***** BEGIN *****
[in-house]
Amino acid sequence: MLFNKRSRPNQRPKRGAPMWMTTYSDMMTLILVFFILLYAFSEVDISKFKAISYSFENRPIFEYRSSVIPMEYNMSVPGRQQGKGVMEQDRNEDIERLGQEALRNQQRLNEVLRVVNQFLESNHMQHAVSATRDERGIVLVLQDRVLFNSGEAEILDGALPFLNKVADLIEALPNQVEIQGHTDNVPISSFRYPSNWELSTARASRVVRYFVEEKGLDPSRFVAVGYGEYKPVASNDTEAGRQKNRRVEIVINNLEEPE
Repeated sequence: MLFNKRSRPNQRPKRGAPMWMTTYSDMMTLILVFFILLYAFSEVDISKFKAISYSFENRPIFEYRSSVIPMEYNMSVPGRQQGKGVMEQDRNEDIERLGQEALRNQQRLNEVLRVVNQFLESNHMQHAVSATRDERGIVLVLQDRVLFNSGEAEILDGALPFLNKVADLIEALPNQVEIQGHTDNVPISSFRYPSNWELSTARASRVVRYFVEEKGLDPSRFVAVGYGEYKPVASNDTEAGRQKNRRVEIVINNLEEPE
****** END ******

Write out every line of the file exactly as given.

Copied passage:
[in-house]
Amino acid sequence: MLFNKRSRPNQRPKRGAPMWMTTYSDMMTLILVFFILLYAFSEVDISKFKAISYSFENRPIFEYRSSVIPMEYNMSVPGRQQGKGVMEQDRNEDIERLGQEALRNQQRLNEVLRVVNQFLESNHMQHAVSATRDERGIVLVLQDRVLFNSGEAEILDGALPFLNKVADLIEALPNQVEIQGHTDNVPISSFRYPSNWELSTARASRVVRYFVEEKGLDPSRFVAVGYGEYKPVASNDTEAGRQKNRRVEIVINNLEEPE
Repeated sequence: MLFNKRSRPNQRPKRGAPMWMTTYSDMMTLILVFFILLYAFSEVDISKFKAISYSFENRPIFEYRSSVIPMEYNMSVPGRQQGKGVMEQDRNEDIERLGQEALRNQQRLNEVLRVVNQFLESNHMQHAVSATRDERGIVLVLQDRVLFNSGEAEILDGALPFLNKVADLIEALPNQVEIQGHTDNVPISSFRYPSNWELSTARASRVVRYFVEEKGLDPSRFVAVGYGEYKPVASNDTEAGRQKNRRVEIVINNLEEPE